International TravelThings I Love



Many recent travel articles report that animal sightings are greater since the pandemic kept many tourists from African travel.  We’re here to confirm that is true in a significant way at our first stop after the overnight in Arusha (see previous post).

Our ride to the Serengeti
Just the two of us (and two pilots)

Whether it’s lack of human presence or the area in general or the season, the hubby and I were the grateful beneficiaries of remarkable and immediate sightings after arriving at Seronera airstrip.  Penuel met us and was our guide/driver from start to finish.  We went for some six hours in the open-air vehicle before even setting eyes on Namiri Plains, one of the Asilia brand’s amazing camps.  Not even a “loo with a view” (potty) break during that time.  What an extraordinary way to begin our stay.

He was very careful not to promise anything in general. The best philosophy is “under promise and over deliver.” We generally do not have trip expectations which mitigates any disappointment. But seasoned and experienced guides know their audiences.  We just said we’re happy with whatever you think is the best experience.  He proved a remarkably talented and knowledgeable leader.

Above, as we leave for our morning drive at 6:30 which early departure is crucial for the best viewing.  Coffee and wake-up “call” come at 5:45.  That “tent” behind us conceals a permanent structure housing a wonderful bed and bath with indoor shower and outdoor soaking tub.  The back is completely enclosed in glass for viewing.   Breakfast (below) is enjoyed a couple of hours into the drive.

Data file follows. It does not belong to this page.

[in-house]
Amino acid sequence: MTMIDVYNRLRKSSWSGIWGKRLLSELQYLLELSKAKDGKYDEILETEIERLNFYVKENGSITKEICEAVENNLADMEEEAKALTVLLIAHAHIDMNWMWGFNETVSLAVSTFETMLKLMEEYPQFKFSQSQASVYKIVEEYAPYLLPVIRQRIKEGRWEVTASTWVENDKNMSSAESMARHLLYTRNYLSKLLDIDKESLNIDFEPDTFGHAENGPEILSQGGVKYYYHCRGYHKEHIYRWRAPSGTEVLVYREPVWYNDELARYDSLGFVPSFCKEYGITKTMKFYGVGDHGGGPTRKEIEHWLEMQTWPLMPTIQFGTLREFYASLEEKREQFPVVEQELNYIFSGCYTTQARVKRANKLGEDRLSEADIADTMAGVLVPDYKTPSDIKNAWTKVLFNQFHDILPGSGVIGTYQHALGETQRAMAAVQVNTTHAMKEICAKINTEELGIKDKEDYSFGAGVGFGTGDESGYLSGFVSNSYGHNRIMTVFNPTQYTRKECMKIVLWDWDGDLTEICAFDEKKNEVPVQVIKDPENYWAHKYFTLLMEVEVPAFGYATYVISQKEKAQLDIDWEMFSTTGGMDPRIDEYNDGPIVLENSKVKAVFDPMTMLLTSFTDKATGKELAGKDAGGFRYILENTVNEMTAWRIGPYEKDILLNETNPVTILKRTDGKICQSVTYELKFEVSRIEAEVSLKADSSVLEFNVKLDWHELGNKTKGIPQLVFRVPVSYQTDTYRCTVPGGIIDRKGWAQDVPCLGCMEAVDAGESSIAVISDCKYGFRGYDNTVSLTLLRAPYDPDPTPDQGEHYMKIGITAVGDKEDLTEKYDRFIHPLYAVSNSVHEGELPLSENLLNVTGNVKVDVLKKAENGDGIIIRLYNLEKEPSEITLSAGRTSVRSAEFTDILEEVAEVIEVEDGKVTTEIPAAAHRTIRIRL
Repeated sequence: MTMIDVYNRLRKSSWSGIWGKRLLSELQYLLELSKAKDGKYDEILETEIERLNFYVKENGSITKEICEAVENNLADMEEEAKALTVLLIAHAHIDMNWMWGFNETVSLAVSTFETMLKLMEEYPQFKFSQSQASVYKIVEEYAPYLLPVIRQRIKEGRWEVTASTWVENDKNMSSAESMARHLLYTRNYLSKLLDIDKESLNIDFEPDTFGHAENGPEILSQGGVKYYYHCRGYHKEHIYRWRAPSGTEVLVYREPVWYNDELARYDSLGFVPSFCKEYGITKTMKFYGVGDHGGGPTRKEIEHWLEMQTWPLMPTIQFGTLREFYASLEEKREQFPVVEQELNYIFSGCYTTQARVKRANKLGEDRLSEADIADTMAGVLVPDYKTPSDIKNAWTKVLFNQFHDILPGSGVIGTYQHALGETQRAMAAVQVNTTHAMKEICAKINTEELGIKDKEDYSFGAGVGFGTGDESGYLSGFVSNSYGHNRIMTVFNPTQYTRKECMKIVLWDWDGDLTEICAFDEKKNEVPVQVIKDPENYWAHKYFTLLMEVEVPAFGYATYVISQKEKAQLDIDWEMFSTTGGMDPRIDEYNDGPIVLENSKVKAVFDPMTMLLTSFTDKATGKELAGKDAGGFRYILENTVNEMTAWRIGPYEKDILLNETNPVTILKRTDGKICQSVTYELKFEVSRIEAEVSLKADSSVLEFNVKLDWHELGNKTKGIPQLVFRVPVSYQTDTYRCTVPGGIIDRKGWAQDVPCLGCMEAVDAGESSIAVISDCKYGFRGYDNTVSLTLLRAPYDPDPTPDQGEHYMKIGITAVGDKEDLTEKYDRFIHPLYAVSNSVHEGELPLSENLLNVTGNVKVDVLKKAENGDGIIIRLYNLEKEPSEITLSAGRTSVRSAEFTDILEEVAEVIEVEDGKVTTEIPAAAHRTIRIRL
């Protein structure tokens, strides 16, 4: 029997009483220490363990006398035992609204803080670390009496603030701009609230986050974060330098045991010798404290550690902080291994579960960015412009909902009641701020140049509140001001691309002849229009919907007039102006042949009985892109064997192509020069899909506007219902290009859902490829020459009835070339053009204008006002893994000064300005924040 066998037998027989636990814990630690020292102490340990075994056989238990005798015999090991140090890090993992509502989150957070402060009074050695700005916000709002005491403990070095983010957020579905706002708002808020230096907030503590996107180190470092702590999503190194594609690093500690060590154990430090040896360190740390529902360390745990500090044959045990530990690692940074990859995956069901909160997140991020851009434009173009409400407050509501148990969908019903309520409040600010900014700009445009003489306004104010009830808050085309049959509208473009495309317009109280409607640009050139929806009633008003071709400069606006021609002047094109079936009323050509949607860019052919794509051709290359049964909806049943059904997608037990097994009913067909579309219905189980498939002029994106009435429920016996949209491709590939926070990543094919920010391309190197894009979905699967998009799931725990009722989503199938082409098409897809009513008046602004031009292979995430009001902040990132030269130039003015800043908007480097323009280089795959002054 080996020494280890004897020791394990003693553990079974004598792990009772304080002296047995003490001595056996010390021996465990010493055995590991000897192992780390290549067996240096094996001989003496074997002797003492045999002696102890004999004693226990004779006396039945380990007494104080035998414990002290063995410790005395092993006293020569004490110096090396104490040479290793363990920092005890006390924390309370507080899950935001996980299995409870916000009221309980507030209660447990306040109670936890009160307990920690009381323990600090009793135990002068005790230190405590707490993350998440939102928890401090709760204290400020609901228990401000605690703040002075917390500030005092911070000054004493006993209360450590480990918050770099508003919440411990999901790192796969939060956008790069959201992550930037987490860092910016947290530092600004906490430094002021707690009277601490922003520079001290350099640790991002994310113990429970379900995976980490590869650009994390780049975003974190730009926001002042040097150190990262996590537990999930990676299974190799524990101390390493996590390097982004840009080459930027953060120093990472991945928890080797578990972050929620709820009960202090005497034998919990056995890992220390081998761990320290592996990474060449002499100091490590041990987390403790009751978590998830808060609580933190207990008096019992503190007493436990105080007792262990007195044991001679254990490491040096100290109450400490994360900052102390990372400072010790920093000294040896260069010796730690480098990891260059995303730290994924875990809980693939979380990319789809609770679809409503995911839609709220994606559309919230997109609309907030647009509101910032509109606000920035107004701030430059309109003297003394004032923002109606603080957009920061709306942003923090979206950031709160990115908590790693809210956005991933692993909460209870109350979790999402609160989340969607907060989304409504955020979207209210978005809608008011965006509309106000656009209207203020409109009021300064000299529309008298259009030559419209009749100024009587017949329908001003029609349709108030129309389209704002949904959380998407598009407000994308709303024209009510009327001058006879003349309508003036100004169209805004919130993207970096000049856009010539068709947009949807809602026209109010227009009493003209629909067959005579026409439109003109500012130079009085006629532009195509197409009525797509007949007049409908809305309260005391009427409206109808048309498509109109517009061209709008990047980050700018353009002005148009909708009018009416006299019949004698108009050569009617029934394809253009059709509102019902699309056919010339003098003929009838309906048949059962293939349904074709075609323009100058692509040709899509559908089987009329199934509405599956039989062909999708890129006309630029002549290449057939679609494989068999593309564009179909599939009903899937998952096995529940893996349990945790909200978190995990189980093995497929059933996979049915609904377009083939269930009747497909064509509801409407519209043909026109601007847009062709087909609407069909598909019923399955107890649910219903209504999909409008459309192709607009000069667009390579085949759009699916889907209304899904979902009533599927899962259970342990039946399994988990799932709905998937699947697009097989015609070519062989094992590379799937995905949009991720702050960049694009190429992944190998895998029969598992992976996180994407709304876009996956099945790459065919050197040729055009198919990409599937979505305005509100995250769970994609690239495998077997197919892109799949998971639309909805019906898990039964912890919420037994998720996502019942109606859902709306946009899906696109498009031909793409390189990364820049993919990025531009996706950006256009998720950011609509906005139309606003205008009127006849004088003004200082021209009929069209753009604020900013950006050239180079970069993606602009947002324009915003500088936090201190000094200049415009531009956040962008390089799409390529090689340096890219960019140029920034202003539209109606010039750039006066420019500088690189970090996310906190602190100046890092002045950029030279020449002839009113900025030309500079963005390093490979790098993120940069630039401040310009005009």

Dual guides

The traditional “Big 5” (lion, leopard, rhinos, elephant and Cape buffalo) are what most visitors understandably want to see.  While we did not see any rhinos, we got extremely lucky with the others.  Sightings included cheetahs plus giraffes, zebras migrating with wildebeest, gazelles, hyenas, crocodile, tortoise, ostrich, baboons, hippos, silver-back jackal, serval cat, eagles and likely some I’m forgetting.

Spectacular sunrise

A big benefit of this particular time is the lack of other safari vehicles jockeying into position to view the animals. The most we saw at any point was four others and one was from the Cheetah Conservation program.  The proliferation of animals coupled with sparse guests made for a most remarkable time. But, without the expert operations at Namiri Plains — and the initial guidance of Africa Travel Resource — one could arguably visit and come away with a lesser experience. Ours exceeded any ideas we might have had.

I’ll let the photos tell you the best stories.  Next post:  All the “Cool Cats” in the Serengeti.

Migrating zebras by the thousands
Oh, hi.
Beautiful gazelle

In the camp — near the staff village
And outside the camp en masse
Babboon family
Beautiful shell
Keeping cool
Amazing staff: managers Sam & Brian on the ends, guide Penuel, Hassan & chef Stanley
Lions on approach


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